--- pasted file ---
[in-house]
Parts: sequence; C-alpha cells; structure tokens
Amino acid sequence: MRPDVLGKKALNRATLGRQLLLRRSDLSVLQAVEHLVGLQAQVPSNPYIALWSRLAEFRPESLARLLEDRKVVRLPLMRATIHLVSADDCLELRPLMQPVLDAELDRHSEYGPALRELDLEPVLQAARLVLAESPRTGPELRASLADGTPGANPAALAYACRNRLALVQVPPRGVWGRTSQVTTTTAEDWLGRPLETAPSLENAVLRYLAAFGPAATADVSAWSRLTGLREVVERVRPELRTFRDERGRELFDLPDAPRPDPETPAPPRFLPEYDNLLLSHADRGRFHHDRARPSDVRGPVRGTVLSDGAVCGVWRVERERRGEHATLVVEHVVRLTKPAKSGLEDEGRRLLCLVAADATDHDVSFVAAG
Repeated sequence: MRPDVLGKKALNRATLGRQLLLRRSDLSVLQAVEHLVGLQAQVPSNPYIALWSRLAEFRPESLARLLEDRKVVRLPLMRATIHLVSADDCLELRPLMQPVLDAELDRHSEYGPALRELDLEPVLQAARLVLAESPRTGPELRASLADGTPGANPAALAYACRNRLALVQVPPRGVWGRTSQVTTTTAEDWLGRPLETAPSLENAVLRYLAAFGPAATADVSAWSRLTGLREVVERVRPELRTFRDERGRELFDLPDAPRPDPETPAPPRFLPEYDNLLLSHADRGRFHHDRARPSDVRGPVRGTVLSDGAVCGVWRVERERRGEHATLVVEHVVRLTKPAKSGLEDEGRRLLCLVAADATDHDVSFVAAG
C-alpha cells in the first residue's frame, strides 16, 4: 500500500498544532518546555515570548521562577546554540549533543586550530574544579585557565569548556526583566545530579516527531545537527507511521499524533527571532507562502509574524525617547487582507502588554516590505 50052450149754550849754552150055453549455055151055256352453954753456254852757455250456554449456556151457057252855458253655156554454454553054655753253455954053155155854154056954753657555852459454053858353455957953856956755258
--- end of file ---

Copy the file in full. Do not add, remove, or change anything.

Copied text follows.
[in-house]
Parts: sequence; C-alpha cells; structure tokens
Amino acid sequence: MRPDVLGKKALNRATLGRQLLLRRSDLSVLQAVEHLVGLQAQVPSNPYIALWSRLAEFRPESLARLLEDRKVVRLPLMRATIHLVSADDCLELRPLMQPVLDAELDRHSEYGPALRELDLEPVLQAARLVLAESPRTGPELRASLADGTPGANPAALAYACRNRLALVQVPPRGVWGRTSQVTTTTAEDWLGRPLETAPSLENAVLRYLAAFGPAATADVSAWSRLTGLREVVERVRPELRTFRDERGRELFDLPDAPRPDPETPAPPRFLPEYDNLLLSHADRGRFHHDRARPSDVRGPVRGTVLSDGAVCGVWRVERERRGEHATLVVEHVVRLTKPAKSGLEDEGRRLLCLVAADATDHDVSFVAAG
Repeated sequence: MRPDVLGKKALNRATLGRQLLLRRSDLSVLQAVEHLVGLQAQVPSNPYIALWSRLAEFRPESLARLLEDRKVVRLPLMRATIHLVSADDCLELRPLMQPVLDAELDRHSEYGPALRELDLEPVLQAARLVLAESPRTGPELRASLADGTPGANPAALAYACRNRLALVQVPPRGVWGRTSQVTTTTAEDWLGRPLETAPSLENAVLRYLAAFGPAATADVSAWSRLTGLREVVERVRPELRTFRDERGRELFDLPDAPRPDPETPAPPRFLPEYDNLLLSHADRGRFHHDRARPSDVRGPVRGTVLSDGAVCGVWRVERERRGEHATLVVEHVVRLTKPAKSGLEDEGRRLLCLVAADATDHDVSFVAAG
C-alpha cells in the first residue's frame, strides 16, 4: 500500500498544532518546555515570548521562577546554540549533543586550530574544579585557565569548556526583566545530579516527531545537527507511521499524533527571532507562502509574524525617547487582507502588554516590505 50052450149754550849754552150055453549455055151055256352453954753456254852757455250456554449456556151457057252855458253655156554454454553054655753253455954053155155854154056954753657555852459454053858353455957953856956755258